Spill the Wine

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"Spill the Wine"
Single by Eric Burdon & War
from the album Eric Burdon Declares "War"
B-side "Magic Mountain"
Released May 1970
Format 7" 45 RPM
Genre Funk, Latin, Soul
Length 4:51
Label MGM
Writer(s) War
Producer(s) Jerry Goldstein
Certification Gold (RIAA)
Eric Burdon & War singles chronology
"Spill the Wine"
"Tobacco Road"

"Spill the Wine" is a 1970 song performed by Eric Burdon and War. Released as a single in May 1970 (backed by the non-album track "Magic Mountain"), it was War's first chart hit, peaking at number three in the US.[1] Billboard ranked the record as the No. 20 song of 1970.[2] It was also a top three hit in Canada[3] and Australia.[citation needed] It charted #15 in Netherlands[4] and #28 in Germany.[citation needed]

An edited version, released as a promo single for radio stations and subsequently included on most compilations, omits the middle spoken recitation, plus one chorus. A sound of a woman (Eric Burdon's girlfriend at the time) speaking Spanish is heard in the background. A flute solo also dominates the song.

In 1996, it was remixed by Junior Vasquez and released as a single again.

Lonnie Jordan said in an 2008 interview that Eric Burdon is the first Latin rapper in pop music.[5]

In the introduction to the live version of the song on Greatest Hits Live, Lonnie Jordan reveals that the inspiration for the song was a time when he spilled a glass of wine on a mixing board in the recording studio. Eric Burdon found the event funny, so he and Jordan used it as the inspiration for the song.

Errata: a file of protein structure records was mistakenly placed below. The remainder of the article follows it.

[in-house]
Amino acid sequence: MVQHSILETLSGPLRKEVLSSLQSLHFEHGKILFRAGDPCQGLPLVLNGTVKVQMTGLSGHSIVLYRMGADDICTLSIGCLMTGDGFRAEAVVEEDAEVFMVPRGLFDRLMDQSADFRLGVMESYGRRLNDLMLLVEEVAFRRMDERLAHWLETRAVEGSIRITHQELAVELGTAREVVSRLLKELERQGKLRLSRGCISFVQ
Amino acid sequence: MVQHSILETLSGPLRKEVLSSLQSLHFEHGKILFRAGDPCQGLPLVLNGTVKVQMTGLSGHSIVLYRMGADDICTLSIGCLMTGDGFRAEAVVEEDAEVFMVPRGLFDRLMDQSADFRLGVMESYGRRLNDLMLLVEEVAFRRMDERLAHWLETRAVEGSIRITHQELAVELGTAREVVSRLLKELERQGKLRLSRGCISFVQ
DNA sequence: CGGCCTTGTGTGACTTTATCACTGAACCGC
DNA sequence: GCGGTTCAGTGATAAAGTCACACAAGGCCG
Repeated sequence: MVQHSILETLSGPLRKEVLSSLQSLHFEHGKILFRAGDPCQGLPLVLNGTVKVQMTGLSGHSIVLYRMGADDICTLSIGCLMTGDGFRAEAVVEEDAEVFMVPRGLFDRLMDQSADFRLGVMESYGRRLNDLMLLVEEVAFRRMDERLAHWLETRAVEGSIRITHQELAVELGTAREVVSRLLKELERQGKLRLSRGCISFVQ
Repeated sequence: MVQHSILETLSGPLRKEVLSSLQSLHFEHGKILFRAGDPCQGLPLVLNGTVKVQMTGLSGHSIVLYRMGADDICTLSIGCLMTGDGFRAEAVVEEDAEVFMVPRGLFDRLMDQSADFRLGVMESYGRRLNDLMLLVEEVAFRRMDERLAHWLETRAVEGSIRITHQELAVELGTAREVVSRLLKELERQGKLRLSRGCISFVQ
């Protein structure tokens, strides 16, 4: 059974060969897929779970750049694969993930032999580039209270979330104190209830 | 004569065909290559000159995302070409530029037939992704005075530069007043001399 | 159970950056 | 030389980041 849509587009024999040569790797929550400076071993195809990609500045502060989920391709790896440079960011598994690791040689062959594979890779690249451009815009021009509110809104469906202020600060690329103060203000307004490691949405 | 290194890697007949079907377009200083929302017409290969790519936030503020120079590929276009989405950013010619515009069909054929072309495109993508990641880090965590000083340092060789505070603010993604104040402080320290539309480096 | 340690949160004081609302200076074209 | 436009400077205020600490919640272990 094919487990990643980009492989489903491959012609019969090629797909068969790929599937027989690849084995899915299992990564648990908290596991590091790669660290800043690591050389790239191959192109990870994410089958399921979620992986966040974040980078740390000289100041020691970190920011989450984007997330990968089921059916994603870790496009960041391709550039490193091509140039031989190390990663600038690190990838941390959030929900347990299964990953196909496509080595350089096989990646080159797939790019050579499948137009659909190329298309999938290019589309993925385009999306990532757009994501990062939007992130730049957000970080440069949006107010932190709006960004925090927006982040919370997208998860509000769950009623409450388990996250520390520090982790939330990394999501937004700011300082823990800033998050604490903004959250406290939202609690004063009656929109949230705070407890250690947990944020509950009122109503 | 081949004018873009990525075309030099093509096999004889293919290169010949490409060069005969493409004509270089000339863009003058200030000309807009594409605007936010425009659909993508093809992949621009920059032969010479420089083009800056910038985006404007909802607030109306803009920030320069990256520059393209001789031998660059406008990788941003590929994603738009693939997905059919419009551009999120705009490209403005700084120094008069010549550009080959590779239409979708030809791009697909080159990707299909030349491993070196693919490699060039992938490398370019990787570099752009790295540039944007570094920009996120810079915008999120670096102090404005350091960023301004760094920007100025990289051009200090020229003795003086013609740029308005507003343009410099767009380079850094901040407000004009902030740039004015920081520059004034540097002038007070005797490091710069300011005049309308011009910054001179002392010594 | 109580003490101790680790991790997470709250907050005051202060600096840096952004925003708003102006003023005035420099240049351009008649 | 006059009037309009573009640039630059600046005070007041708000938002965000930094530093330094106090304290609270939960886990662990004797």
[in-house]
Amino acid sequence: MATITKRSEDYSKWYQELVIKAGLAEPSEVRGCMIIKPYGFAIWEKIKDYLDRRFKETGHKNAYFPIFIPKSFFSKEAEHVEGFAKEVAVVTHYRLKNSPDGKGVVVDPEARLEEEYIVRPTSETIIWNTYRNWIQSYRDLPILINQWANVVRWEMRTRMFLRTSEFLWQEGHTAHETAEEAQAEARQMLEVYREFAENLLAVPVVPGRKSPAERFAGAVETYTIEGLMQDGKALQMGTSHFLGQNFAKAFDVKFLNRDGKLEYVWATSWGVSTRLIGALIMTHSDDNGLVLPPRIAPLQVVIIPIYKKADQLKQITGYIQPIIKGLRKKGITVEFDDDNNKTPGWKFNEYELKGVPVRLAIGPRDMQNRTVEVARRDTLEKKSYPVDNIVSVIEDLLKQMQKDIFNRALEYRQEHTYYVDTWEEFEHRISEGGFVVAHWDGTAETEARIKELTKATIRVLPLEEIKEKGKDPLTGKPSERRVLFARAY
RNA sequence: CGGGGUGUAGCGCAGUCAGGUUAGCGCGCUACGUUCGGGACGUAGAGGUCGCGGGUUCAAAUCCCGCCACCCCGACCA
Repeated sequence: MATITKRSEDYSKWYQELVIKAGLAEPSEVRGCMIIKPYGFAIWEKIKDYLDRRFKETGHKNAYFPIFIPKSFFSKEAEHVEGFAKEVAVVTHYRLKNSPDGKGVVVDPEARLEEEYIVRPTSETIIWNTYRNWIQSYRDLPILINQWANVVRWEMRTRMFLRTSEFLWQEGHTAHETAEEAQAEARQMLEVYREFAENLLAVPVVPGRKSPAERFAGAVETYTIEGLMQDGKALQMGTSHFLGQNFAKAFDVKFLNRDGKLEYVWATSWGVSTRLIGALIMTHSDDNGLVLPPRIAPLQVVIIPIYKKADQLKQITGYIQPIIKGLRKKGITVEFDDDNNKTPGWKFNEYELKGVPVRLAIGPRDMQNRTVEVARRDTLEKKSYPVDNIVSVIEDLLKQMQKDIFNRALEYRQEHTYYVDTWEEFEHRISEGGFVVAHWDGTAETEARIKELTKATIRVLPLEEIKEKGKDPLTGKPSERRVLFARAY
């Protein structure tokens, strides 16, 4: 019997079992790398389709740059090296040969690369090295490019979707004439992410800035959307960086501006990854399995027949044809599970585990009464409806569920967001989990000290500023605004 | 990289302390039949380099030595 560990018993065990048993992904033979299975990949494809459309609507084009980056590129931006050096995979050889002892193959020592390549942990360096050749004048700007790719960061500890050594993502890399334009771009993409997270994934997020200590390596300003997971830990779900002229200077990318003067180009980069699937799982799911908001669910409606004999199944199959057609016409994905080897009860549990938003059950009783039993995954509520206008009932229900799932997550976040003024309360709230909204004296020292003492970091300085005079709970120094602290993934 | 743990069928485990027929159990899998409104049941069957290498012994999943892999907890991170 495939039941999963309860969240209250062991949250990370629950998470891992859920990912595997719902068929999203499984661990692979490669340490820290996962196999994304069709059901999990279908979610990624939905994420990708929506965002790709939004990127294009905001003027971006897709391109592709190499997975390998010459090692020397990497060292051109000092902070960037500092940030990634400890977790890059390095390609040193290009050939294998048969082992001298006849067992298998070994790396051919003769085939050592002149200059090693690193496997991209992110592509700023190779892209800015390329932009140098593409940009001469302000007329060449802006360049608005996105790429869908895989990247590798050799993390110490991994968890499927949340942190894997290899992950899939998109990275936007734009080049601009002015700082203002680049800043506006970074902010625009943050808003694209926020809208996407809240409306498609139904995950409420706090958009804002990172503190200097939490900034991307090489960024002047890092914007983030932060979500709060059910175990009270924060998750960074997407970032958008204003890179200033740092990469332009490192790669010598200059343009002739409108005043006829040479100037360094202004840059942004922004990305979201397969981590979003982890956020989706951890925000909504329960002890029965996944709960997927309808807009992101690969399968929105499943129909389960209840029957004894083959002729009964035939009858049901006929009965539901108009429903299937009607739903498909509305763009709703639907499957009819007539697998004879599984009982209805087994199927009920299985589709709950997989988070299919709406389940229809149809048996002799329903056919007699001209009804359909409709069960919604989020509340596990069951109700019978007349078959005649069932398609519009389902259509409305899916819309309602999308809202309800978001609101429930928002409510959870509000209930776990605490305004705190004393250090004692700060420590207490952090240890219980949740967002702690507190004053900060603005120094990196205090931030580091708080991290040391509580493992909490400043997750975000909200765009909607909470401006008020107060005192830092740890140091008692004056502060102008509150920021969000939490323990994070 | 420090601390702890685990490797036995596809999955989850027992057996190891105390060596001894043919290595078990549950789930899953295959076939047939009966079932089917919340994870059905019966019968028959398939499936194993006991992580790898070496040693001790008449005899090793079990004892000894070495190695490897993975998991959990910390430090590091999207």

Use in film[edit]

"Spill the Wine" was used in the popular motion pictures Boogie Nights, Deuce Bigalow: Male Gigolo and Remember the Titans.

It was also sung during the The Fresh Prince of Bel-Air episode, "That's No Lady, That's My Cousin".

The song can also be heard in the Dexter episode "A Horse of a Different Color", while main characters Joey Quinn and Angel Batista are smoking a joint.

Cover versions[edit]

The song has been covered by The Isley Brothers for their 1971 album Givin' It All Back, as well as by The B-Side Players, Juan Ma y su Sonido Costeño, 2NU on their 1989 album Ponderous, Lalo Schifrin, Melvin Sparks, Michael Hutchence, The Dream Syndicate, Lighter Shade of Brown, Los Mocosos and Freaked Out Flower Children.

In 2004, flautist Alexander Zonjic performed a cover for his album "Seldom Blues."[6][7]

In 2012, the revival of the 1970s band The L.A. Carpool, covered Spill the Wine with a Latin salsa flare. The cover features well known Latin drummer Richie "Gajate" Garcia among many other well known Latin musicians.

Released in 2009, San Francisco band Vinyl covered Spill the Wine on their album Frogshack Music Volume II. The track featured Sugar Pie DeSlanto and Marcus Scott.

On October 31, 2013, noted jam band Widespread Panic covered the song, opening the second set of their show at UNO arena in New Orleans and again at Phillip's Arena in Atlanta, Georgia on New Year's Eve of 2013.

On February 23, 2014, Bruce Springsteen opened his concert at the Hope Estate Winery in the Hunter Valley of NSW, Australia, with a nine-minute version of the song. It was the world premiere of a Bruce Springsteen and the E Street Band version.[8]


  1. ^ "Eric Burdon Declares 'War' > Charts & Awards > Billboard Singles" at AllMusic. Retrieved 23 October 2011.
  2. ^ Billboard Year-End Hot 100 singles of 1970
  3. ^ "RPM 100 Singles". RPM. archived at Library and Archives Canada (Volume 13, No. 26). 15 August 1970. Retrieved 23 October 2011. 
  4. ^ "Eric Burden & War - Spill the Wine" (in Dutch). dutchcharts.nl. Retrieved 23 October 2011. 
  5. ^ Feenstra, Pete (2008). "Interview: Eric Burden". GetReadyToRock.com. Retrieved 23 October 2011. You know really Eric sang the first Latino rap song ever to be on pop radio. 
  6. ^ "Seldom Blues overview". Allmusic.com. 
  7. ^ "Alexander Zonjic opening restaurant and jazz club". SmoothVibes.com. 
  8. ^ "Official Bruce Springsteen video release of the performance". 

External links[edit]